Your Child and the No-Show Parent

by Michelle Lynn Senters

I hung up the phone and sat for a moment in disbelief, uttering a silent prayer: Lord, please help me. I can't do this alone. On the front porch, my daughters were anticipating their father's arrival, and I would soon watch their hopes melt into tears. He wasn't coming, and this was not their first or last disappointment.

The canceled weekends, forgotten birthdays and missed performances would go on for years. As the messenger of bad news, I continually found myself trying to pick up the shattered pieces of my daughters' hearts.

The broken promises of an absent parent can lead to deep insecurity and confusion in a child. While one parent cannot control the other's actions, she can shape a child's understanding and response to disappointment.

Through the years, I've discovered ways to offer my daughters security for today and hope for the future. Consider these principles as you guide your own children:

Speak the truth in love. While anger and frustration may be justified, avoid the temptation to complain in front of your children. When conveying difficult news, speak with gentleness and compassion.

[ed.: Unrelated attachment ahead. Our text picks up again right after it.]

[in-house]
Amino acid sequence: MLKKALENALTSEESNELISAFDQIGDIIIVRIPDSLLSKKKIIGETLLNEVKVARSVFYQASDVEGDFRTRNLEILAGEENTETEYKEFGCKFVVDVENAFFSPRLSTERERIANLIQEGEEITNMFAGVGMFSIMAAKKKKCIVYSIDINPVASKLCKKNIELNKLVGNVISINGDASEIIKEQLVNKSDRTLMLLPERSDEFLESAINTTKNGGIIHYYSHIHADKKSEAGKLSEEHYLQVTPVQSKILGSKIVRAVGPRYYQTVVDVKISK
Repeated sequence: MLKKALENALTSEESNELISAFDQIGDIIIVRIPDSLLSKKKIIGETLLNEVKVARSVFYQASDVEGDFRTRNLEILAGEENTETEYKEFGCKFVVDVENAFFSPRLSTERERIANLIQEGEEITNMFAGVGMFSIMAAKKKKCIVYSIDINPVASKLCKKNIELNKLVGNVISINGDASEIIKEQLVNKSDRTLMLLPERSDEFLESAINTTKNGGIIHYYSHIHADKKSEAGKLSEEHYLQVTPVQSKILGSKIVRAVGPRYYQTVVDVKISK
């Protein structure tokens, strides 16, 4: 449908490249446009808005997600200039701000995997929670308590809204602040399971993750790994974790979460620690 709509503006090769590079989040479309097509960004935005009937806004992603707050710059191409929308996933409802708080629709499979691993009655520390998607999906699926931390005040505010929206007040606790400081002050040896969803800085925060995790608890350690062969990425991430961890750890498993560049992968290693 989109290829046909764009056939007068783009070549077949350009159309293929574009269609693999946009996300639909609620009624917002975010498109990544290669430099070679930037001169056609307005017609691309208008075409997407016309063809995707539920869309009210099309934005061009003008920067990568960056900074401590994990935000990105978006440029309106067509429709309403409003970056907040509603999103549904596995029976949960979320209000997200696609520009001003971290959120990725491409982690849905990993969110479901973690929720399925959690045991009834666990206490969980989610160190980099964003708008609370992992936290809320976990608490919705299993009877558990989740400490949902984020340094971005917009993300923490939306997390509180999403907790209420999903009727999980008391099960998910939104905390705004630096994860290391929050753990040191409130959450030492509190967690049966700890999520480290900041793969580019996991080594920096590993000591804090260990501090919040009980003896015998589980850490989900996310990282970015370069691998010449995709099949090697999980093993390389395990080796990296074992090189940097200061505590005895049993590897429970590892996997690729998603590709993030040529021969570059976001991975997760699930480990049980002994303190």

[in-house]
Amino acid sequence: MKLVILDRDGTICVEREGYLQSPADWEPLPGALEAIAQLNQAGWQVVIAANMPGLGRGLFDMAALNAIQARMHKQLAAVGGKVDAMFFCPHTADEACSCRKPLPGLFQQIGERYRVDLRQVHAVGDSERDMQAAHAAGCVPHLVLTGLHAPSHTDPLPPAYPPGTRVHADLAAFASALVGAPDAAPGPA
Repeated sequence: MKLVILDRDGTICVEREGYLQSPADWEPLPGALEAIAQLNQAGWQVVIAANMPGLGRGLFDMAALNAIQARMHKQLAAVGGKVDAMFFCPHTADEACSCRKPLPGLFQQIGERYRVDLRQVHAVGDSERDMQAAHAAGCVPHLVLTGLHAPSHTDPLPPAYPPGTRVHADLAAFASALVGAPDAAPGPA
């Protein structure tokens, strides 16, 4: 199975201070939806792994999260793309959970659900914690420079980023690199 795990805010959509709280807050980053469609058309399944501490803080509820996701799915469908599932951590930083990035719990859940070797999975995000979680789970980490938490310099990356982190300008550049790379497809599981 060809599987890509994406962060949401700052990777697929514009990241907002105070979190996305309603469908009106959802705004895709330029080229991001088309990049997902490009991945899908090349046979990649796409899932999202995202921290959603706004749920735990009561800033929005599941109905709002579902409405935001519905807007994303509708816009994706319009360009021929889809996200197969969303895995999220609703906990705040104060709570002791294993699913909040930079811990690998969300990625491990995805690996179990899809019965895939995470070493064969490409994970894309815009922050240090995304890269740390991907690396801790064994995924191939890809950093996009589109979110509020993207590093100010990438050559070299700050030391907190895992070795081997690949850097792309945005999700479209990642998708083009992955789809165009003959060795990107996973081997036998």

Give children a voice. Helping your children to identify and express their feelings, both positive and negative, validates their experiences. Teach healthy ways to express frustration, anger, sadness and loss. And share in their joy when the other parent fulfills a promise.

Model forgiveness. Forgiveness does not imply tolerance, but it does require letting go of your anger and bitterness. When you release these feelings to God, you're showing your kids how to deal with their emotions constructively.

Avoid overcompensation. When your children are hurting, you may be tempted to comfort through gifts. No amount of "stuff" will fill the void. Instead, offer unconditional love and support, giving your children the priceless gift of stability.

Affirm God's character. Assure your children that, although a parent may let them down, God never will. Reminding them of God's perfect nature can open their hearts to His abundant love.

When I offered that simple but desperate prayer that I wouldn't have to parent alone, God heard me. What I realize now is that He never intended for me to do it on my own (Isaiah 40:11). In time, I learned to trust in God's strength, healing and guidance. He picked up the broken pieces and restored hope to my beautiful family.


This article appeared in the January/February 2012 issue of Thriving Family magazine and was titled "Let Down . . . Again." Copyright © 2012 by Michelle Lynn Senters. Used by permission. ThrivingFamily.com.


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